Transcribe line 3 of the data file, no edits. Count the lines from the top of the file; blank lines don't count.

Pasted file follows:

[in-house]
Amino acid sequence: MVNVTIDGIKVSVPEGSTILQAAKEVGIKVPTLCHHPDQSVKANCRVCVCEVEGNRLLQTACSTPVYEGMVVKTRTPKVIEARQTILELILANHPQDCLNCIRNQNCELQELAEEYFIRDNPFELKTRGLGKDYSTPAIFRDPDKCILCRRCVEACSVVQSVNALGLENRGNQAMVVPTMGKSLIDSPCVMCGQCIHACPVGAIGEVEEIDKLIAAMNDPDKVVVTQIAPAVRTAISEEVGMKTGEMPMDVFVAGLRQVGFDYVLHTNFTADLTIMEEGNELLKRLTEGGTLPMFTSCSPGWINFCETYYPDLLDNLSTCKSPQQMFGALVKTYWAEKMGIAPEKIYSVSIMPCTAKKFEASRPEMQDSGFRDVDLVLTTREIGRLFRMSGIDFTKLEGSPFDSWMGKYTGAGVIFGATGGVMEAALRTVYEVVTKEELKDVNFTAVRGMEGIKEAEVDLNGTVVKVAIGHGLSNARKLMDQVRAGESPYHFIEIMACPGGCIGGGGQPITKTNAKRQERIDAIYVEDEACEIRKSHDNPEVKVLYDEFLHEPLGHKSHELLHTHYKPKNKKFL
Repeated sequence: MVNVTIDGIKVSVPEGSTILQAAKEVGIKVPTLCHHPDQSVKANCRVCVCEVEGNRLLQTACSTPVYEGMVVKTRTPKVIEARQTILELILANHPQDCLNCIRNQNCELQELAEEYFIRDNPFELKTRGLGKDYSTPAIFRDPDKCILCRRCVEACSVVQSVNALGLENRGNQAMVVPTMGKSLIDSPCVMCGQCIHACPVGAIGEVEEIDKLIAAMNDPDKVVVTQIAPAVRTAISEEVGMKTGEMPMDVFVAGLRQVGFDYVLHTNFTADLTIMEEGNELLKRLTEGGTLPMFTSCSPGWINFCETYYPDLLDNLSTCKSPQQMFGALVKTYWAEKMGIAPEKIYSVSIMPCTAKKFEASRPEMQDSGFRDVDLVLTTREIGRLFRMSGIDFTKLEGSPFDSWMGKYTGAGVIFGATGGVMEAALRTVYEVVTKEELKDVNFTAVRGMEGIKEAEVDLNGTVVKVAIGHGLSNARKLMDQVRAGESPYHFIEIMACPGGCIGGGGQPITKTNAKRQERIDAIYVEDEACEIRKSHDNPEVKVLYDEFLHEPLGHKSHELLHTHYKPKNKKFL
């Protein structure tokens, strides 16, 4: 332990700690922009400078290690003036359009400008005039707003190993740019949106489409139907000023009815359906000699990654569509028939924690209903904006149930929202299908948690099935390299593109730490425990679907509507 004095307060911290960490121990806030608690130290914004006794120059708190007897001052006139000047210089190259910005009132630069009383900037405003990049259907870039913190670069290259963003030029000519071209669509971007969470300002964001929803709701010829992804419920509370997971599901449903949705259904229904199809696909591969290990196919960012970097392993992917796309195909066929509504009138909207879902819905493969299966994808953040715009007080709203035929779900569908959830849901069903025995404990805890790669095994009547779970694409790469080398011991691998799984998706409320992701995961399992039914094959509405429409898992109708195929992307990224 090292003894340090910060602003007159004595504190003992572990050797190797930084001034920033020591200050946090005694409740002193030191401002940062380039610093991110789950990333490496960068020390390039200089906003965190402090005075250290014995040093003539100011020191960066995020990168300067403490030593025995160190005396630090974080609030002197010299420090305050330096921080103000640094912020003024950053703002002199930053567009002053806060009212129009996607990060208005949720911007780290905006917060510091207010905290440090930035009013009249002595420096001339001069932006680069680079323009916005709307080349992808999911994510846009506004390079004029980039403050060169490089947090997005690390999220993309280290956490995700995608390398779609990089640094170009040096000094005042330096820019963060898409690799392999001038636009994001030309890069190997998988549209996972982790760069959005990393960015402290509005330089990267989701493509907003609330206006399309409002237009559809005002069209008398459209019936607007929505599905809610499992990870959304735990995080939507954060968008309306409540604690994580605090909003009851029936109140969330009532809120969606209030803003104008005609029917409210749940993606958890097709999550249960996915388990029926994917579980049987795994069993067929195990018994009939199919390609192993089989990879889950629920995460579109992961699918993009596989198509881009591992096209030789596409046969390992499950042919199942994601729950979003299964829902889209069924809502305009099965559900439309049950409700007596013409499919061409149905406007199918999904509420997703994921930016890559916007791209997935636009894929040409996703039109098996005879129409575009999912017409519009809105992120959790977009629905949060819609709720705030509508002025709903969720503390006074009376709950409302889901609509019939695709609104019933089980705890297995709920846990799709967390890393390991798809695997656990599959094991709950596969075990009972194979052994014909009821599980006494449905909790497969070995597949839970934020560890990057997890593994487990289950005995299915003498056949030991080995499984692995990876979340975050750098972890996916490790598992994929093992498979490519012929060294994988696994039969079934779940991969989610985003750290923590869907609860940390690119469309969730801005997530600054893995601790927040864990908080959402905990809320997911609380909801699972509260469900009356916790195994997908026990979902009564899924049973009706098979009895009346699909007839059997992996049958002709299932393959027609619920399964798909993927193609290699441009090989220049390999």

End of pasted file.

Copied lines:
Repeated sequence: MVNVTIDGIKVSVPEGSTILQAAKEVGIKVPTLCHHPDQSVKANCRVCVCEVEGNRLLQTACSTPVYEGMVVKTRTPKVIEARQTILELILANHPQDCLNCIRNQNCELQELAEEYFIRDNPFELKTRGLGKDYSTPAIFRDPDKCILCRRCVEACSVVQSVNALGLENRGNQAMVVPTMGKSLIDSPCVMCGQCIHACPVGAIGEVEEIDKLIAAMNDPDKVVVTQIAPAVRTAISEEVGMKTGEMPMDVFVAGLRQVGFDYVLHTNFTADLTIMEEGNELLKRLTEGGTLPMFTSCSPGWINFCETYYPDLLDNLSTCKSPQQMFGALVKTYWAEKMGIAPEKIYSVSIMPCTAKKFEASRPEMQDSGFRDVDLVLTTREIGRLFRMSGIDFTKLEGSPFDSWMGKYTGAGVIFGATGGVMEAALRTVYEVVTKEELKDVNFTAVRGMEGIKEAEVDLNGTVVKVAIGHGLSNARKLMDQVRAGESPYHFIEIMACPGGCIGGGGQPITKTNAKRQERIDAIYVEDEACEIRKSHDNPEVKVLYDEFLHEPLGHKSHELLHTHYKPKNKKFL